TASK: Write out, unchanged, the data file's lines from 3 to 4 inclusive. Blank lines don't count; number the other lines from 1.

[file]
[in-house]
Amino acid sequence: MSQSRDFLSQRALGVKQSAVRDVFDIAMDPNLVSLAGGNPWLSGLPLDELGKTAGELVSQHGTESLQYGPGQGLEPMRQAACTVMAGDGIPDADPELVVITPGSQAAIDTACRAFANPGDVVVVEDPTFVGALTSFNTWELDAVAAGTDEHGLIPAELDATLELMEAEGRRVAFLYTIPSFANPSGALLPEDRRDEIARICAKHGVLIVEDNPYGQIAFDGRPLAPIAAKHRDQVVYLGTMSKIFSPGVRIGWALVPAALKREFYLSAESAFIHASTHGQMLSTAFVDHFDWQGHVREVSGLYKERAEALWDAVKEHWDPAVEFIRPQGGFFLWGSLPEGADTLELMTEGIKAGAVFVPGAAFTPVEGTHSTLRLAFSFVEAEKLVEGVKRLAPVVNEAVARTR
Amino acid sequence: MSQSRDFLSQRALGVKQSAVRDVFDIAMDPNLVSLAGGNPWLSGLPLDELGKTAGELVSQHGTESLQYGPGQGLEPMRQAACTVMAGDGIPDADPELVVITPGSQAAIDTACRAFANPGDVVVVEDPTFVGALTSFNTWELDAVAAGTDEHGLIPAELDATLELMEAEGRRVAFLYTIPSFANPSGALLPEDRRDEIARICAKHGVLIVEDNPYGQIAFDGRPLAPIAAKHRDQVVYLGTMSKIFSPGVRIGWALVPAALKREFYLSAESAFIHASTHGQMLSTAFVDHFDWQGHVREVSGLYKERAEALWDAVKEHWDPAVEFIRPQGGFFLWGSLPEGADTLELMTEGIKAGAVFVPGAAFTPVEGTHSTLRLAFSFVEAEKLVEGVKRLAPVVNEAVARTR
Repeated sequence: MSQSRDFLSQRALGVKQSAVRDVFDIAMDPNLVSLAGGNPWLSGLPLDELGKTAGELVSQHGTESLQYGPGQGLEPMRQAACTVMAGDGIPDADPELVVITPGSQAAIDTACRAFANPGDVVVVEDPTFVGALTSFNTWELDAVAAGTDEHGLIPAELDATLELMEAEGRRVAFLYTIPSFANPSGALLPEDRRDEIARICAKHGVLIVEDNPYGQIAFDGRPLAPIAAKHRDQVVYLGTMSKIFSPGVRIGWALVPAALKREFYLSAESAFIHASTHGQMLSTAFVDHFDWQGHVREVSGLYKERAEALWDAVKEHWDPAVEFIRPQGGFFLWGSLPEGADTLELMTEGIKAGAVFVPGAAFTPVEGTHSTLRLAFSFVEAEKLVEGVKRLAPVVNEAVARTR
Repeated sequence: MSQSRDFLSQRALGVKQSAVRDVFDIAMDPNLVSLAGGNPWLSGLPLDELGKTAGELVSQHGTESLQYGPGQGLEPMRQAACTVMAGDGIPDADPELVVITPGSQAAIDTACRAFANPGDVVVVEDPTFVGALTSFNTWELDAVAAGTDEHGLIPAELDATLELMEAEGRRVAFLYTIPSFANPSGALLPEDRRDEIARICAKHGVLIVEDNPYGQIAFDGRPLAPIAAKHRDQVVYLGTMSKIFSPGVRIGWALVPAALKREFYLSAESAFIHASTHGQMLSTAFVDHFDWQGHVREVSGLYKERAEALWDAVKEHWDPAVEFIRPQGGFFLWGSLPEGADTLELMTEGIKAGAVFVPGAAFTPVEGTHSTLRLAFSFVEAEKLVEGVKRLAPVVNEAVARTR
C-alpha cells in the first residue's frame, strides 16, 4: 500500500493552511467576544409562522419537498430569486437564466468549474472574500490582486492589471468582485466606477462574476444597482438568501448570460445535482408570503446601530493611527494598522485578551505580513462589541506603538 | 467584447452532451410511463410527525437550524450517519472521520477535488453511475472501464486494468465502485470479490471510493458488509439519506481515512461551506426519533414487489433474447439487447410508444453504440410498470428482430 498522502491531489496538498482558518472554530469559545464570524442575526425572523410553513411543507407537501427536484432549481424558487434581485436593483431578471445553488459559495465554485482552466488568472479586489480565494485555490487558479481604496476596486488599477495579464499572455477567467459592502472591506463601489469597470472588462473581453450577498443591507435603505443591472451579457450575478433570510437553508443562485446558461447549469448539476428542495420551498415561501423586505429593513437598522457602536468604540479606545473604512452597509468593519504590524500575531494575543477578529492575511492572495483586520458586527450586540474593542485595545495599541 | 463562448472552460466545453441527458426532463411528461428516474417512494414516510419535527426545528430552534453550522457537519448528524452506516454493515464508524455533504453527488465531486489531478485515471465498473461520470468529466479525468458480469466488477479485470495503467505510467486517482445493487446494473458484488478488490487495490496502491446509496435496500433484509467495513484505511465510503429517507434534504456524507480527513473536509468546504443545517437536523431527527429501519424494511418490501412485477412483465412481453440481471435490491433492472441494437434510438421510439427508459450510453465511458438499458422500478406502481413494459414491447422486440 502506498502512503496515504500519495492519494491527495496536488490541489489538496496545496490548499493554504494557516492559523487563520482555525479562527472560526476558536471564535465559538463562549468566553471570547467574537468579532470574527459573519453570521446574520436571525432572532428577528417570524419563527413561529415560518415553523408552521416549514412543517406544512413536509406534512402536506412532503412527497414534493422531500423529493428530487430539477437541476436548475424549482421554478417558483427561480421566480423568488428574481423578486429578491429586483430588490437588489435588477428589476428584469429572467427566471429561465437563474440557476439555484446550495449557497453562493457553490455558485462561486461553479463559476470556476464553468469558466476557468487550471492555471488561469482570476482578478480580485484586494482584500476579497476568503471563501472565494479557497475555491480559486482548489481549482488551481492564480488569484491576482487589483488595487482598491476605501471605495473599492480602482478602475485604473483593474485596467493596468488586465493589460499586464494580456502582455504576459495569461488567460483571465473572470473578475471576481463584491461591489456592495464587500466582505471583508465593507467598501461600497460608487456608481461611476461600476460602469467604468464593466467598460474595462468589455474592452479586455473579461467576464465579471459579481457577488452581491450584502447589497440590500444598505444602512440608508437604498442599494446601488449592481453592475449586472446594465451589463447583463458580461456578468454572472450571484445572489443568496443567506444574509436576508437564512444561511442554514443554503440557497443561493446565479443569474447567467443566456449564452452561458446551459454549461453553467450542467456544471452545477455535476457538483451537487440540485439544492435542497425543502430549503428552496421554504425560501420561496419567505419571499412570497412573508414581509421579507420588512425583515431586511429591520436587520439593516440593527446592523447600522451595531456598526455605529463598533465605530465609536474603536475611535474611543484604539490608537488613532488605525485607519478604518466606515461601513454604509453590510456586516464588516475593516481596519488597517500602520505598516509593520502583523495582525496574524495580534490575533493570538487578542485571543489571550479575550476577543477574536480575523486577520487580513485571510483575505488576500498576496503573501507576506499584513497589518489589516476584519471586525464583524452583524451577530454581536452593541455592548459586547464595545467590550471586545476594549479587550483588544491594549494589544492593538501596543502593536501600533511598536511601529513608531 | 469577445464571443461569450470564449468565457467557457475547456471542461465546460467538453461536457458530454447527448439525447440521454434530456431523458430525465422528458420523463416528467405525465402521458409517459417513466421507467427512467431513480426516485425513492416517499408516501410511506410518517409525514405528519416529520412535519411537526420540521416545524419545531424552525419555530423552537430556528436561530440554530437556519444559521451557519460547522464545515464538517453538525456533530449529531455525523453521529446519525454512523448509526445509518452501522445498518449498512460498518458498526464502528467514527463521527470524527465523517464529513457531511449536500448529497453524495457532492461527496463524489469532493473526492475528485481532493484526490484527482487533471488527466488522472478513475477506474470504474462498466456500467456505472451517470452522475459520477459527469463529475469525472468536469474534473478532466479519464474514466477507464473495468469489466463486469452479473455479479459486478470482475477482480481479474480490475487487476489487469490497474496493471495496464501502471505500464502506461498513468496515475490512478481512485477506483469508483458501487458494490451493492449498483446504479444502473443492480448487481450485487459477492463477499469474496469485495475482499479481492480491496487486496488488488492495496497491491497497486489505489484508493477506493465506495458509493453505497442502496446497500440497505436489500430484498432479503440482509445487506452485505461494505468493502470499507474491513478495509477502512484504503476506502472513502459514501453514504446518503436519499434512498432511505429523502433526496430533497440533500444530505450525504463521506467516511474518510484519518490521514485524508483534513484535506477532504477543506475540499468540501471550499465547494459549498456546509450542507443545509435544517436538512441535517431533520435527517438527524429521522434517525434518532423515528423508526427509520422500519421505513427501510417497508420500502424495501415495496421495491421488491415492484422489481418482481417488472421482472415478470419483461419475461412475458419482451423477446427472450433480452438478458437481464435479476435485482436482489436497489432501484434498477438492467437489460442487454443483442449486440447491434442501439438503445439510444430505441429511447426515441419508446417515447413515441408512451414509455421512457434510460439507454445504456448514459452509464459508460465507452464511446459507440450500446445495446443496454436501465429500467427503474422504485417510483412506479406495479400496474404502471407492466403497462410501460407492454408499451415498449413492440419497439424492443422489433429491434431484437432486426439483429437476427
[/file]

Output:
Amino acid sequence: MSQSRDFLSQRALGVKQSAVRDVFDIAMDPNLVSLAGGNPWLSGLPLDELGKTAGELVSQHGTESLQYGPGQGLEPMRQAACTVMAGDGIPDADPELVVITPGSQAAIDTACRAFANPGDVVVVEDPTFVGALTSFNTWELDAVAAGTDEHGLIPAELDATLELMEAEGRRVAFLYTIPSFANPSGALLPEDRRDEIARICAKHGVLIVEDNPYGQIAFDGRPLAPIAAKHRDQVVYLGTMSKIFSPGVRIGWALVPAALKREFYLSAESAFIHASTHGQMLSTAFVDHFDWQGHVREVSGLYKERAEALWDAVKEHWDPAVEFIRPQGGFFLWGSLPEGADTLELMTEGIKAGAVFVPGAAFTPVEGTHSTLRLAFSFVEAEKLVEGVKRLAPVVNEAVARTR
Repeated sequence: MSQSRDFLSQRALGVKQSAVRDVFDIAMDPNLVSLAGGNPWLSGLPLDELGKTAGELVSQHGTESLQYGPGQGLEPMRQAACTVMAGDGIPDADPELVVITPGSQAAIDTACRAFANPGDVVVVEDPTFVGALTSFNTWELDAVAAGTDEHGLIPAELDATLELMEAEGRRVAFLYTIPSFANPSGALLPEDRRDEIARICAKHGVLIVEDNPYGQIAFDGRPLAPIAAKHRDQVVYLGTMSKIFSPGVRIGWALVPAALKREFYLSAESAFIHASTHGQMLSTAFVDHFDWQGHVREVSGLYKERAEALWDAVKEHWDPAVEFIRPQGGFFLWGSLPEGADTLELMTEGIKAGAVFVPGAAFTPVEGTHSTLRLAFSFVEAEKLVEGVKRLAPVVNEAVARTR